Heading into the 2008 Monaco Grand Prix weekend, McLaren looked to be adrift of a very strong Ferrari team. Hamilton had won the season opener in Melbourne, but Ferrari had responded with 1-2 finishes in Bahrain and Spain. With two other victories in Malaysia and Turkey, Ferrari had set an early statement of dominance.
After a dry qualifying session in Monaco, another Ferrari 1-2 looked to be on the cards with Felipe Massa claiming pole ahead of Kimi Raikkonen with an awesome lap. Lewis Hamilton lined up third in his McLaren.
But the weather changed overnight and early morning showers led to a wet race start. When the lights went out, Massa retained the lead whilst Hamilton daringly crept up the inside of Raikkonen, placing his car on the pit exit and executing a crucial early move.
Spray being kicked up meant that gaps between cars in the first stint were quite big, and a less experienced Lewis Hamilton was caught out trying to keep up with Massa in these tough conditions. On lap six of the race, he made contact with the barriers after going wide at Tabac, his right-rear tyre punctured as a result.
The Brit limped back to the pits and took on a heavy fuel load as well as fresh tyres. The fact he made the error quite late in the lap, coupled with the conservative approach the rest of the field was taking in nightmare conditions meant he only dropped down to fifth.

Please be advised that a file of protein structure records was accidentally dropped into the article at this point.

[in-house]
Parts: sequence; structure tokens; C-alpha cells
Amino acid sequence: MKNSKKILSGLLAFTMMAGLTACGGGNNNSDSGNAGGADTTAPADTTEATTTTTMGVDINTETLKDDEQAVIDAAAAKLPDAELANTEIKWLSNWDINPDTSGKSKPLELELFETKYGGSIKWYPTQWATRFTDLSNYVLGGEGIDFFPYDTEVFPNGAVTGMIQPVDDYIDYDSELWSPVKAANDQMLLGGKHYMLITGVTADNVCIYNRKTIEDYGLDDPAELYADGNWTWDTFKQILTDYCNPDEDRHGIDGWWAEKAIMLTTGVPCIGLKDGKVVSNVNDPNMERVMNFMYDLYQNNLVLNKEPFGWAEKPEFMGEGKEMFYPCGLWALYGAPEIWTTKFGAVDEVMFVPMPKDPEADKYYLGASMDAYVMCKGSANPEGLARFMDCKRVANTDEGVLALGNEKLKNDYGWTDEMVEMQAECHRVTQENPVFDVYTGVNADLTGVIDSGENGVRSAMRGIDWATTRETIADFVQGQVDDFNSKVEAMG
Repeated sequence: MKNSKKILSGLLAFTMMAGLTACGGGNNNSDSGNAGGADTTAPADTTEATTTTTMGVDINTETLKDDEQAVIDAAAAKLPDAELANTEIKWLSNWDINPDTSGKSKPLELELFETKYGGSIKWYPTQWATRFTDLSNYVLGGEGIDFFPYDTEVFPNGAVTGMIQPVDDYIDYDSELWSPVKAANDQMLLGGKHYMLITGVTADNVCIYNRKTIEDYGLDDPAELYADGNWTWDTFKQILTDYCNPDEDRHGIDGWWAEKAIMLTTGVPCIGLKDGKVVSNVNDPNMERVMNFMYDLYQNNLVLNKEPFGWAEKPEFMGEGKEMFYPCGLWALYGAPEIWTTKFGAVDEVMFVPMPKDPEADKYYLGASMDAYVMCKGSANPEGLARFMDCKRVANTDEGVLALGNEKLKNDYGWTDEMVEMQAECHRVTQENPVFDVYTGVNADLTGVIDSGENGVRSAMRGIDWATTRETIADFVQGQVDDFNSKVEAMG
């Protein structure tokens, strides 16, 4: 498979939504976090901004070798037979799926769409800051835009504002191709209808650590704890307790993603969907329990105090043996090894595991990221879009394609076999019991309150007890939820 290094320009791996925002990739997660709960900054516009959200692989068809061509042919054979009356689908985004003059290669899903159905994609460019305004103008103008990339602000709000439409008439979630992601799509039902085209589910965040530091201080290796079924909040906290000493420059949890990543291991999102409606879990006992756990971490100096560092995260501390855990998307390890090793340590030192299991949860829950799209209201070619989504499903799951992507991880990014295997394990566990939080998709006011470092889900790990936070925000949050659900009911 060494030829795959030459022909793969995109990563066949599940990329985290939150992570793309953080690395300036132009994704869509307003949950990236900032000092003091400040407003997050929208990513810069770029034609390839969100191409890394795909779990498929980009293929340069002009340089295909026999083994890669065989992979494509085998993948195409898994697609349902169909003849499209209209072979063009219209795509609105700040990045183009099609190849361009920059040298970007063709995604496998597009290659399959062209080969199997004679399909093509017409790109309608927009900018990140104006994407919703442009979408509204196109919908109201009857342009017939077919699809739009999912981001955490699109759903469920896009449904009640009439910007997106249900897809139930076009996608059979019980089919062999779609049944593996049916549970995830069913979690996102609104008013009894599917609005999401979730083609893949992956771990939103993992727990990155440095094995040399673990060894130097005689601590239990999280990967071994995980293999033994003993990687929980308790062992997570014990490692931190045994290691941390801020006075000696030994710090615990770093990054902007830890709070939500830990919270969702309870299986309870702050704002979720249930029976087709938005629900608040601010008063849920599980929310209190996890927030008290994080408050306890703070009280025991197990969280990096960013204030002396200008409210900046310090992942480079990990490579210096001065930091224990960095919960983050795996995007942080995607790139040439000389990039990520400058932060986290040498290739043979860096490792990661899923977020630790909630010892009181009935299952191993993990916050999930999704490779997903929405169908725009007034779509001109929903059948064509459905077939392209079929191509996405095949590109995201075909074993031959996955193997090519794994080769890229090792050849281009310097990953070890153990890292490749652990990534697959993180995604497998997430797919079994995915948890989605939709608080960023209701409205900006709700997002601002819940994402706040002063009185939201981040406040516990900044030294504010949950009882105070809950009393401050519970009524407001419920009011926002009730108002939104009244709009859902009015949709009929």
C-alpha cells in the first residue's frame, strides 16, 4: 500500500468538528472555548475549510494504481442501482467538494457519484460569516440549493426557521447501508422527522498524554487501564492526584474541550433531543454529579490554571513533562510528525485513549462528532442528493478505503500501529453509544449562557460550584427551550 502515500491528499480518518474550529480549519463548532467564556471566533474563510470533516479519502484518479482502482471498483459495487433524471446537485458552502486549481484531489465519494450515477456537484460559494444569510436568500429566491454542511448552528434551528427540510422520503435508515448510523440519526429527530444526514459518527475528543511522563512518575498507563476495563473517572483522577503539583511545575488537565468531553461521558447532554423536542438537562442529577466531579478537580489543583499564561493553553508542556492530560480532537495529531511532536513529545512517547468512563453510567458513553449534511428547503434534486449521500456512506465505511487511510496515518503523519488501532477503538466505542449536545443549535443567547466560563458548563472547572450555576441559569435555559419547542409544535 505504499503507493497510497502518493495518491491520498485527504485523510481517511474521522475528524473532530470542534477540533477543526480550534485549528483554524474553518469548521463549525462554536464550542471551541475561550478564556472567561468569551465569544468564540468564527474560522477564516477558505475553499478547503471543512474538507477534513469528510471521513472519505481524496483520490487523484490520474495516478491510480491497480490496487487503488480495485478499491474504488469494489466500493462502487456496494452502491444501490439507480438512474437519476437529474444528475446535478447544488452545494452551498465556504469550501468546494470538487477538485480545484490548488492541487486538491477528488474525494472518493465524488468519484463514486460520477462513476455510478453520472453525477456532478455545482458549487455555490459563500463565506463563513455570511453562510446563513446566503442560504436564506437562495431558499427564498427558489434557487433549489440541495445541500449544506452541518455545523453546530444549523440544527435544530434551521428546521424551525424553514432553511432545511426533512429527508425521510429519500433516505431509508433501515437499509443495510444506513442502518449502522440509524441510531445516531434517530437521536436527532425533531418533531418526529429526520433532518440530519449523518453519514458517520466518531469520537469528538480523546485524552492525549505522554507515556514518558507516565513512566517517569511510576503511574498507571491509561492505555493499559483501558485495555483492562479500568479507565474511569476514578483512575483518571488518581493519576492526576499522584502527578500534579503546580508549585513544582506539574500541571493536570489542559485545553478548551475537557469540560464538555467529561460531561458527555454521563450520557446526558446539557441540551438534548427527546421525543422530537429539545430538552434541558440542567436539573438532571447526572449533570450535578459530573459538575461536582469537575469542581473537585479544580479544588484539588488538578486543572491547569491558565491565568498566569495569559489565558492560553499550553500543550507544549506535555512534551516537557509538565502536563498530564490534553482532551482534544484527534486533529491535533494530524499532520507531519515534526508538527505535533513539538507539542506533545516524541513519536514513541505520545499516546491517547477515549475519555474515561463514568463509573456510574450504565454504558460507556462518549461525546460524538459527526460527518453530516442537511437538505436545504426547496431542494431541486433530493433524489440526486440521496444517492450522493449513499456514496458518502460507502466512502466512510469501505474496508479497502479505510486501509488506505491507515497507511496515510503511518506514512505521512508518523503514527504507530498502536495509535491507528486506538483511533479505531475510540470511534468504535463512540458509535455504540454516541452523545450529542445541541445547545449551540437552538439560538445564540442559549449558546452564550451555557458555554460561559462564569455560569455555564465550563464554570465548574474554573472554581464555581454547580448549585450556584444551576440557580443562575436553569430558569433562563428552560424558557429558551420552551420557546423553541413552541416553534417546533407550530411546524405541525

Had Hamilton not forced a strategy change through his own error, a race win would have been less likely. When the cars ahead pitted for their scheduled stops, Hamilton inherited the lead and retained it for the rest of the race, but not without some last-gasp dramas.
As the track dried, Hamilton was able to build a big enough gap to the chasing pack that he retained the lead after a second stop for more fuel and dry tyres. But a heavy crash at the swimming pool for Nico Rosberg brought out the safety car and bunched the field up again.
By this point, Robert Kubica and Massa (who slipped behind the Pole after a moment at Ste. Devote) were the trailing drivers behind the Brit, and Adrian Sutil had astonished everyone by climbing to fourth from 18th on the grid in the Force India, a team so young it had yet to score any points. Sutil’s personal fastest lap of the race was only the 16th best, highlighting the potency a good strategy and circumstance can have in Monte Carlo.
All of Sutil’s efforts, along with Force India’s dreams of points were ruined by Kimi Raikkonen, who lost the car exiting the tunnel, impressively saving it twice before crashing into the back of the unsuspecting Force India driver. Sutil was out, whilst Raikkonen dropped out of the points.
The conditions meant that the two-hour time limit was going to be met before 78 laps of Monte Carlo and along with the impromptu strategy of McLaren on Hamilton, this would prove to be a blessing (#blessed) – on the final lap after the two-hour klaxon, Hamilton suffered another rear puncture! Had the race been allowed to go the whole distance, the Brit would have more than likely lost his lead – and the win – to Kubica…